Cultivation

Economics

The Make Or Break Thing Indoor Growers Ignore

The Make or Break Thing Indoor Growers Ignore Feature Image

The most common phrase we hear in the cannabis industry is "I'm barely breaking even."

Due to complex overregulation and overtaxation we are seeing the collapse of legacy, equity and small owner-operated cannabis businesses. Restricted retail outlets and slim margins put operators in positions where overlooked expenses can mean closing their doors.

There is also the trend of people buying up licenses, setting up businesses as fast as possible, and selling them to large, well funded companies or new, naive optimistic entrepreneurs. This is not sustainable long-term.

In licensed cannabis cultivation, how you manage your business is everything, especially for indoor growers. While growing indoors yields more control for quality and consistency, the costs to operate are among the highest in the industry. To cut costs without sacrificing quality, developing a process to capture, track, and analyze production costs is a valuable and necessary investment to your company’s long-term success.

What Costs Should You Track? 

Ciclo is one of only a few cannabis supply chain companies in the country that allow substantial cost of production tracking. Unfortunately, there is a severe lack of information on the subject due to the informal nature of cannabis operations in the traditional market. We believe cost tracking should be a standard practice for companies of all sizes. Typically, companies graduate to a certain size before they start monitoring their costs. The truth is, the earlier a cultivator starts tracking expenses, the better.

There are two types of costs to consider: overhead and direct.

Overhead costs include:

- Licensing
- Facility build-out
- Rent
- Taxes
- Insurance
- Security

Direct costs are all the inputs and resources healthy plants require. These include:

- Pest control 
- Raw materials like seeds or clones
- Grow equipment, housing shelves, hoses, and tools
- Lighting, for both flowering plants and nurseries
- Environmental controls like humidity and ventilation
- Environmental sensors
- Nutrients like soil and fertilizers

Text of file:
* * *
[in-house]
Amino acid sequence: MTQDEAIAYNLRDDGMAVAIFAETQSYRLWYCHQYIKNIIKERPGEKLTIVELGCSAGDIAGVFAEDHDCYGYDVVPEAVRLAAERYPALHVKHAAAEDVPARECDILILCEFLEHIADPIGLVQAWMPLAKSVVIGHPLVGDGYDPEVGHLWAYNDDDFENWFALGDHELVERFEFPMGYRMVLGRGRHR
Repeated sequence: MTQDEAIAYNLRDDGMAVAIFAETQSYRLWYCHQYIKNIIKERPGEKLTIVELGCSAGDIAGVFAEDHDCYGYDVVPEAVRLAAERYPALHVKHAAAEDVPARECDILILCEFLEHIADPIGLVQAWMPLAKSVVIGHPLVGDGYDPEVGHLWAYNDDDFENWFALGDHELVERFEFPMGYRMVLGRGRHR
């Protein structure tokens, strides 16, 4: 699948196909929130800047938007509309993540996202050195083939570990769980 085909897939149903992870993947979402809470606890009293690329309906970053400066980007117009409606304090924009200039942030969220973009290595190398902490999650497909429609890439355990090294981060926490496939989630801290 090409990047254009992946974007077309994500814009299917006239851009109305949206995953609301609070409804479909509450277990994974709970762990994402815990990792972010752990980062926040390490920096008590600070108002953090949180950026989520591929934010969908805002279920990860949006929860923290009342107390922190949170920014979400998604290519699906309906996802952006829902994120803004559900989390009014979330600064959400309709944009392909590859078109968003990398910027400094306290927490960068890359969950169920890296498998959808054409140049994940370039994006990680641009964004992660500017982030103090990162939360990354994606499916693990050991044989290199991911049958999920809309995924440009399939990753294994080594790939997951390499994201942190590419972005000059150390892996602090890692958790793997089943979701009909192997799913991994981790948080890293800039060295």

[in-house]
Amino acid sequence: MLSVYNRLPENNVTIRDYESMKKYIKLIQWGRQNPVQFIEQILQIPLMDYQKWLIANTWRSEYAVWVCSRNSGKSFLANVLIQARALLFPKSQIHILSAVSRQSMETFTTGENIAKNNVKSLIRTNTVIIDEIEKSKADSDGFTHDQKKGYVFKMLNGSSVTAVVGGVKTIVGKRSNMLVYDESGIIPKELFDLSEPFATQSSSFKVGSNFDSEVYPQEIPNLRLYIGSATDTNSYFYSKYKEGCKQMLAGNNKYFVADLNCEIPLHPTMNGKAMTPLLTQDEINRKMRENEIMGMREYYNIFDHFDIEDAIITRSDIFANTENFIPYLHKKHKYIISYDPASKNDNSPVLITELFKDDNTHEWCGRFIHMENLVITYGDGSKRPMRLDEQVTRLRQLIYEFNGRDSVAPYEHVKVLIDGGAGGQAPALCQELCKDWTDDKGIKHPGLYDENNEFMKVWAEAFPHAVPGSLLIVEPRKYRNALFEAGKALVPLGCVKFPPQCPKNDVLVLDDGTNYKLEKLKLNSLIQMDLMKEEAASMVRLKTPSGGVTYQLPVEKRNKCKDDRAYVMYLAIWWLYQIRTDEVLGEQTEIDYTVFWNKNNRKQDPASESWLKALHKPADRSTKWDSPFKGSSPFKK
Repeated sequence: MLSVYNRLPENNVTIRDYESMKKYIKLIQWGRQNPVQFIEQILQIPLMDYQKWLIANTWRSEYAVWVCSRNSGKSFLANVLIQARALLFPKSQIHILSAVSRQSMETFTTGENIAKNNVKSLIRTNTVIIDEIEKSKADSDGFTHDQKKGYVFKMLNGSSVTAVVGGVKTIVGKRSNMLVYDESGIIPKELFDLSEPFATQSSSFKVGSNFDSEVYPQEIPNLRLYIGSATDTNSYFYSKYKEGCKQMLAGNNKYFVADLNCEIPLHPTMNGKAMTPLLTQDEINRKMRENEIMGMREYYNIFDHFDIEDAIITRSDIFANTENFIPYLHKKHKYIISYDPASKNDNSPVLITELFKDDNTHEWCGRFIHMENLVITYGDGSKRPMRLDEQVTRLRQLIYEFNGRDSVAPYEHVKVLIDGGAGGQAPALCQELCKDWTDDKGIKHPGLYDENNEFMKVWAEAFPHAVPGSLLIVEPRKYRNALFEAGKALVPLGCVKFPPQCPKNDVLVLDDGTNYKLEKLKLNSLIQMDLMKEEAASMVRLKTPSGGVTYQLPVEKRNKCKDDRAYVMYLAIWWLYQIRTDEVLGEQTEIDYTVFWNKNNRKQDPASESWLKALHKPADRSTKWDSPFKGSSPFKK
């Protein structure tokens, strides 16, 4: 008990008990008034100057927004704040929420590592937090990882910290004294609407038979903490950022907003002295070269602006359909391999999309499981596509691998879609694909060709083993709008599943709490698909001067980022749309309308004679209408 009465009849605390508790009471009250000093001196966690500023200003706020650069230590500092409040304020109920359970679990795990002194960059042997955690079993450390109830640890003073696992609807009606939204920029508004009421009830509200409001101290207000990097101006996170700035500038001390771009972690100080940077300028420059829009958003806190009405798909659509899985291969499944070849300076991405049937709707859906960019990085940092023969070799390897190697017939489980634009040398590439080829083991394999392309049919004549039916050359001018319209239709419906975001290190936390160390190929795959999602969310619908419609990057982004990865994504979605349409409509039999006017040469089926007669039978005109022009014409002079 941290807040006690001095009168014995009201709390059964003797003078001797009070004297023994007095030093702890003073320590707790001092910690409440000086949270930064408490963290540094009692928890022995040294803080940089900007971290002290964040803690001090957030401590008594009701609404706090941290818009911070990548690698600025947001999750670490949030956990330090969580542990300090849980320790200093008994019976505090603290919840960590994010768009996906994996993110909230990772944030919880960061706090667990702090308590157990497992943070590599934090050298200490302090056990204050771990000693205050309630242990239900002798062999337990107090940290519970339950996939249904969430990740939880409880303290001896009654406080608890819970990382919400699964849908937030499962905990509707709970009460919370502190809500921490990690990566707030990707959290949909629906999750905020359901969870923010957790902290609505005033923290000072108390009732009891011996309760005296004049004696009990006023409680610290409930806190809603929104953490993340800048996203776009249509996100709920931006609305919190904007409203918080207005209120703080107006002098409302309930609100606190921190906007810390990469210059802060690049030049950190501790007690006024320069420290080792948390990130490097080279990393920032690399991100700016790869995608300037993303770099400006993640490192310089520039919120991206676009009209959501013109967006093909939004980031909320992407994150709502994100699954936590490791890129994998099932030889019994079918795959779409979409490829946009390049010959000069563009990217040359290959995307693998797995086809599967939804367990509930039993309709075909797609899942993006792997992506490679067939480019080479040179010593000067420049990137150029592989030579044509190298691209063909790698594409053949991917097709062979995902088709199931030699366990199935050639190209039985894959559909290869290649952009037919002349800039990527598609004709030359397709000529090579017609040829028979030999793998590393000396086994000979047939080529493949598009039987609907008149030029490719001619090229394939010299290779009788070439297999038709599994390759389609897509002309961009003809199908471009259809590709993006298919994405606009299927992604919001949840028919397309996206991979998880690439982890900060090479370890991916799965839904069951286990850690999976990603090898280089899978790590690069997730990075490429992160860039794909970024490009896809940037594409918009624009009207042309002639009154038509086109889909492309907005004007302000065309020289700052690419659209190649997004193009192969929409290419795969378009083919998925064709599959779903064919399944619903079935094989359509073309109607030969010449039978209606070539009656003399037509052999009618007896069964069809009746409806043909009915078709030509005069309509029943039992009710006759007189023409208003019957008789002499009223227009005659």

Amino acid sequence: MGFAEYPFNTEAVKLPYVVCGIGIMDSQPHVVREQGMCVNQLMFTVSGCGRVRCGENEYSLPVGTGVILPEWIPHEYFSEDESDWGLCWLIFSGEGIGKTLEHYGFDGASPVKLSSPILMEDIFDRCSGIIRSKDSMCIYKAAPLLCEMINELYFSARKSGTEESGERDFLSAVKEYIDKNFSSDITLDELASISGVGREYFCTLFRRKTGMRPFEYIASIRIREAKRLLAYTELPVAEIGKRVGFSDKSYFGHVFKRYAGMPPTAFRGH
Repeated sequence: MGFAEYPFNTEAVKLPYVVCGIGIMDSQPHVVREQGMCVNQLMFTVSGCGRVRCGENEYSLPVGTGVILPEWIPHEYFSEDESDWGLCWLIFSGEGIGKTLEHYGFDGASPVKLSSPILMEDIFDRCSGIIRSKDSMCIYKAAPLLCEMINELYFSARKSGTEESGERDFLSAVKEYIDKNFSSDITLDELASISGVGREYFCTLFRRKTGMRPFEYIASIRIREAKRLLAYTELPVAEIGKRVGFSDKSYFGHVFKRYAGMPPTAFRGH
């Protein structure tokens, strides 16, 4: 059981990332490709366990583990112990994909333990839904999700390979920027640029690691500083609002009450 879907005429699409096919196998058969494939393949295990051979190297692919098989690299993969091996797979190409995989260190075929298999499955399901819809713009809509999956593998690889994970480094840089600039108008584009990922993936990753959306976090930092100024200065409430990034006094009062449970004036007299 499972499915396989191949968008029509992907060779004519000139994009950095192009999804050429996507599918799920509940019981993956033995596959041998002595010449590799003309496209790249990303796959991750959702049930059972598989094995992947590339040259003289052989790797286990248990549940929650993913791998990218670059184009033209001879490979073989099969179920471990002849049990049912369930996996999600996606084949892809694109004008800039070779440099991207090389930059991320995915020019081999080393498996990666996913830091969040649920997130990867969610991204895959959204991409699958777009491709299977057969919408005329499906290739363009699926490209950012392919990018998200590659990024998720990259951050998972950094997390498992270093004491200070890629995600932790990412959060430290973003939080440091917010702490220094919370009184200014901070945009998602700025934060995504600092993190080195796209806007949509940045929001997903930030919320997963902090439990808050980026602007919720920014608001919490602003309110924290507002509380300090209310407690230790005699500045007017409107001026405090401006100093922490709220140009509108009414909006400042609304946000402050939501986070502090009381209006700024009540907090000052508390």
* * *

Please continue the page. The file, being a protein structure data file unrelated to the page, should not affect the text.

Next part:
- Water and irrigation
- Pest control
- Maintenance on equipment and environmental controls
- Labor, including hourly or salary compensation and benefits
- Harvesting and clean-up costs to prepare the room for the next grow

For the average indoor cultivator, labor and electricity are the two most substantial and recurring costs.

Ultimately, the goal is to calculate the cost of goods sold. From there, it will be much easier to see where and how you can cut expenses.

How Collecting Data Cuts Costs

Once you’ve identified all your expenses, it’s time to start gathering data and making sense of it all. This is a diligent, detail-oriented task. Considering all the complexities in cannabis, like taxes and regulations, it’s understandable that managing production costs gets put on the back burner.  

Fortunately, cannabis is nascent and can more easily adopt the latest technology to perform advanced analytics unlike companies in established industries rooted in their ways.  

Technologies like IoT and AI can track and analyze data collected from environmental sensors. Most cultivation facilities are equipped with environmental sensors to detect temperature and humidity, but there are sensors capable of doing much more. Some can monitor utility use or CO2 levels, while others can even measure plant fluorescence to detect early signs of stress. 

Software platforms like Chaski offer live Cost of Goods Sold (COGS) calculations. Cultivators can track their expenses for each production and calculate the unit of costs sold for each item. Furthermore, it can integrate with scales, scanners, and instantly sync compliance data into METRC.

The point of tracking is to recognize all the small details that can affect production. Then, you can see where you might be operating at a deficiency, make future predictions, and discover ways to increase yield quality or quantity for higher profits. 

There are several ways to lower production costs without cutting corners. For example, you could set up multiple production rooms and experiment with factors like light schedules and soil mediums to see where you can increase quality or quantity. Some growers have started using automation to reduce labor costs, growing vertically to increase production yield, or making their own fertilizers from recycled materials.

Invest Now to Save Later 

The money is always in the math. Understanding and managing your costs of production is the most efficient way to maximize profits and become more competitive in the market. 

While indoor flower has been less impacted by the current price crashes in California than sungrown, that doesn't mean it is immune to it. Outdoor and light deprivation cultivation are catching up in consistency and quality with every iteration. 

Managing production costs will require time, dedication, diligence, iterations, and training. But with the right tools and knowledgeable counsel, it will become a significant long-term investment into your company.

At Ciclo, we are a team of data scientists with years of experience in finance and technology. We are on a mission to establish transparency standards in the industry and help cultivators perform their best while worrying less about expenses, taxes, and compliance regulations. Contact us today to optimize your grow.